• Ryan Tippett

Mark Emmert to Adam Silver: Checkmate

Welcome to the 21st century Mark Emmert, I am SO glad you have finally decided to join us. As a response to the G leagues successful attempts of poaching high schools best talent to skip college and play professionally, the NCAA is now inching closer to allowing athletes to earn of their likeness. FINALLY. It never made any sense that a regular student could profit off their corny youtube channel but an athlete couldn’t make a dime off THEIR OWN NAME. It never made any sense to me. If you don’t want to pay these guys who have 90% of their day accounted for with film/team meetings/practice and study hall then fine but at least allow them to profit off their own brand. Does Jalen Green go to the G league if he scored an endorsement deal paying him already more than what the G league offered while also increasing the exposure of his brand at the collegiate level AND potentially winning a national championship. It’s a no brainer he goes to college. Jalen Green and Isaiah Todds decision to go pro was purely from a professional standpoint. They weighed the risk/reward ratio. If you came to me as a high school senior and said “We’ll pay you 500K to play against other pros and focus on playing basketball only”, I would’ve had to think about it for…. not one second. But now, with endorsement revenue, guys can make more than what the g league has offered and get to experience the best years of their life. There undoubtably will still be players who choose the professional route because they’d rather not deal with the extra curriculars of college but this rule makes that decision A LOT harder. Take Josh Christopher for example, who could make up to $575,000 of endorsement revenue. He already understood the value of branding, now throw in the fact that he could earn more than what Jalen Green was offered, easy call. Adam Silver is going to have to get creative, nobody watches the G league.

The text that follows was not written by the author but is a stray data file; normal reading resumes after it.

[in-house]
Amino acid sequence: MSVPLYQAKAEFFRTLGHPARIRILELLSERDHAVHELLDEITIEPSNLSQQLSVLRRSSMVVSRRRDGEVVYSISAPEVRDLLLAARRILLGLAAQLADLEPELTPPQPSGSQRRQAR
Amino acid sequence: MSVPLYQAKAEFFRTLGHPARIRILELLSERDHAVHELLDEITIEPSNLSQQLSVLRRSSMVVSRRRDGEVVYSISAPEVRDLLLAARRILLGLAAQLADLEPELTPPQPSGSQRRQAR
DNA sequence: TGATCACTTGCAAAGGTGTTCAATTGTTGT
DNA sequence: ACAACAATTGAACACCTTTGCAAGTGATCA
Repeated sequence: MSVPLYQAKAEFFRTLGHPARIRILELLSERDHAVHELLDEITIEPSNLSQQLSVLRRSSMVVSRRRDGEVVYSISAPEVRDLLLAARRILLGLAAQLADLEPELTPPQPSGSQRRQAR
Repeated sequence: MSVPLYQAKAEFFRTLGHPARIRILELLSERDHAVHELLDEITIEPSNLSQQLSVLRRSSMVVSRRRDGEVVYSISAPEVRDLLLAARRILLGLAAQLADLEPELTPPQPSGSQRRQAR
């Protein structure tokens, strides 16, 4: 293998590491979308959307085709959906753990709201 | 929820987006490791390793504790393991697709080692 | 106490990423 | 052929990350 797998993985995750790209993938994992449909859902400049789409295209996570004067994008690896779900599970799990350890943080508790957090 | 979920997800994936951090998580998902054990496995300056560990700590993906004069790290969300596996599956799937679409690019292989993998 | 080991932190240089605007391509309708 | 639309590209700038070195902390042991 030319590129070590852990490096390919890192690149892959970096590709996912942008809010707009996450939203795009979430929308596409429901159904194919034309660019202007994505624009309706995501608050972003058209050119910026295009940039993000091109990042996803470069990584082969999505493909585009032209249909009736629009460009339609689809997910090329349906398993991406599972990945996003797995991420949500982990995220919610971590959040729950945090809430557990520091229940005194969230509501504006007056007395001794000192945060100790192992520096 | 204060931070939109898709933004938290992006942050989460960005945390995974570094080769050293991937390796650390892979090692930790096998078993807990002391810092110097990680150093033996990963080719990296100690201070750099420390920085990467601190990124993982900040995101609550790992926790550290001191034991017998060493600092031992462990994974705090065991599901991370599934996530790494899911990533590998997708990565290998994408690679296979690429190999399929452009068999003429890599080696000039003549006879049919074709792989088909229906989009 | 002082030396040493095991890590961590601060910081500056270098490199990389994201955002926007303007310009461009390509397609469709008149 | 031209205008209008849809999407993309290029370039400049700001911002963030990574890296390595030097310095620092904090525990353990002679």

There’s so many different variables and outcomes to this sort of decision. How would the NCAA legislate it to ensure there’s no possible corruption? The impact to this sort of decision runs deep, but one thing is for sure – it’s a game changer.